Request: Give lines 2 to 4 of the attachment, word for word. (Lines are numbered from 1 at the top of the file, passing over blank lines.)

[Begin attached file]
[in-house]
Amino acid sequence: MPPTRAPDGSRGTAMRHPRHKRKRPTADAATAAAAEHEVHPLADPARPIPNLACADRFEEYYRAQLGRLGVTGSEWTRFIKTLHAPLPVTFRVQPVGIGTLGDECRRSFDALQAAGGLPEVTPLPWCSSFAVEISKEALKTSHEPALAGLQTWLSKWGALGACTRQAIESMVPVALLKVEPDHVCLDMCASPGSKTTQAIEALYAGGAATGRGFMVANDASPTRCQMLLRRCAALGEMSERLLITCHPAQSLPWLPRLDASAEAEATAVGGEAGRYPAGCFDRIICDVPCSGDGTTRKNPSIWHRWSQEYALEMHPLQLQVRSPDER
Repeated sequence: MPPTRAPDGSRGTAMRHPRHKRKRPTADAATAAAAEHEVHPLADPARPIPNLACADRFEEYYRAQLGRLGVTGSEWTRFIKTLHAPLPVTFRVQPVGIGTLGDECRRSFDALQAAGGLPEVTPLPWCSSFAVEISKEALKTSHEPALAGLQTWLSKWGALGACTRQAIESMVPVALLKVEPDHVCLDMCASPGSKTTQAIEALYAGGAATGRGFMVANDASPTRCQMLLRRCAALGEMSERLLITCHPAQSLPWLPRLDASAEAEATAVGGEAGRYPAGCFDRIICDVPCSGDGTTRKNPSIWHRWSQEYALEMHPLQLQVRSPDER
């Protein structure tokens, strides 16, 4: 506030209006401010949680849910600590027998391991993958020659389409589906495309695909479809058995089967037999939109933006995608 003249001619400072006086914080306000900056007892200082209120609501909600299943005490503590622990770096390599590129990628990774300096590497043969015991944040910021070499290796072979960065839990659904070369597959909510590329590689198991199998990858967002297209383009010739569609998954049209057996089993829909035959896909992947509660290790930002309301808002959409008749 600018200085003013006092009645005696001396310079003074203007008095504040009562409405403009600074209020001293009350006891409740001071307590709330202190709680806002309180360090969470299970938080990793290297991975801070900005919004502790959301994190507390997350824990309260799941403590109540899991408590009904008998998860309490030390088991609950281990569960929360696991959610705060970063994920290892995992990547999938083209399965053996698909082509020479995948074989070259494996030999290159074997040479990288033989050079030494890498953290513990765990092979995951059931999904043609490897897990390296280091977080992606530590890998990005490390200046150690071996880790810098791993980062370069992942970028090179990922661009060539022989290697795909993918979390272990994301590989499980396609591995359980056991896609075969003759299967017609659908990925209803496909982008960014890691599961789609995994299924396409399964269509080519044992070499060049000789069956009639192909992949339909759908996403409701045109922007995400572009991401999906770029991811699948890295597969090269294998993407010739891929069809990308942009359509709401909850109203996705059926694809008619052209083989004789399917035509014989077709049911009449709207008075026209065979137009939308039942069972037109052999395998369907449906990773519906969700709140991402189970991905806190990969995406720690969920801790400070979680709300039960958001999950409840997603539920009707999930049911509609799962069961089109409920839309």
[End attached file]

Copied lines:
Amino acid sequence: MPPTRAPDGSRGTAMRHPRHKRKRPTADAATAAAAEHEVHPLADPARPIPNLACADRFEEYYRAQLGRLGVTGSEWTRFIKTLHAPLPVTFRVQPVGIGTLGDECRRSFDALQAAGGLPEVTPLPWCSSFAVEISKEALKTSHEPALAGLQTWLSKWGALGACTRQAIESMVPVALLKVEPDHVCLDMCASPGSKTTQAIEALYAGGAATGRGFMVANDASPTRCQMLLRRCAALGEMSERLLITCHPAQSLPWLPRLDASAEAEATAVGGEAGRYPAGCFDRIICDVPCSGDGTTRKNPSIWHRWSQEYALEMHPLQLQVRSPDER
Repeated sequence: MPPTRAPDGSRGTAMRHPRHKRKRPTADAATAAAAEHEVHPLADPARPIPNLACADRFEEYYRAQLGRLGVTGSEWTRFIKTLHAPLPVTFRVQPVGIGTLGDECRRSFDALQAAGGLPEVTPLPWCSSFAVEISKEALKTSHEPALAGLQTWLSKWGALGACTRQAIESMVPVALLKVEPDHVCLDMCASPGSKTTQAIEALYAGGAATGRGFMVANDASPTRCQMLLRRCAALGEMSERLLITCHPAQSLPWLPRLDASAEAEATAVGGEAGRYPAGCFDRIICDVPCSGDGTTRKNPSIWHRWSQEYALEMHPLQLQVRSPDER
């Protein structure tokens, strides 16, 4: 506030209006401010949680849910600590027998391991993958020659389409589906495309695909479809058995089967037999939109933006995608 003249001619400072006086914080306000900056007892200082209120609501909600299943005490503590622990770096390599590129990628990774300096590497043969015991944040910021070499290796072979960065839990659904070369597959909510590329590689198991199998990858967002297209383009010739569609998954049209057996089993829909035959896909992947509660290790930002309301808002959409008749 600018200085003013006092009645005696001396310079003074203007008095504040009562409405403009600074209020001293009350006891409740001071307590709330202190709680806002309180360090969470299970938080990793290297991975801070900005919004502790959301994190507390997350824990309260799941403590109540899991408590009904008998998860309490030390088991609950281990569960929360696991959610705060970063994920290892995992990547999938083209399965053996698909082509020479995948074989070259494996030999290159074997040479990288033989050079030494890498953290513990765990092979995951059931999904043609490897897990390296280091977080992606530590890998990005490390200046150690071996880790810098791993980062370069992942970028090179990922661009060539022989290697795909993918979390272990994301590989499980396609591995359980056991896609075969003759299967017609659908990925209803496909982008960014890691599961789609995994299924396409399964269509080519044992070499060049000789069956009639192909992949339909759908996403409701045109922007995400572009991401999906770029991811699948890295597969090269294998993407010739891929069809990308942009359509709401909850109203996705059926694809008619052209083989004789399917035509014989077709049911009449709207008075026209065979137009939308039942069972037109052999395998369907449906990773519906969700709140991402189970991905806190990969995406720690969920801790400070979680709300039960958001999950409840997603539920009707999930049911509609799962069961089109409920839309």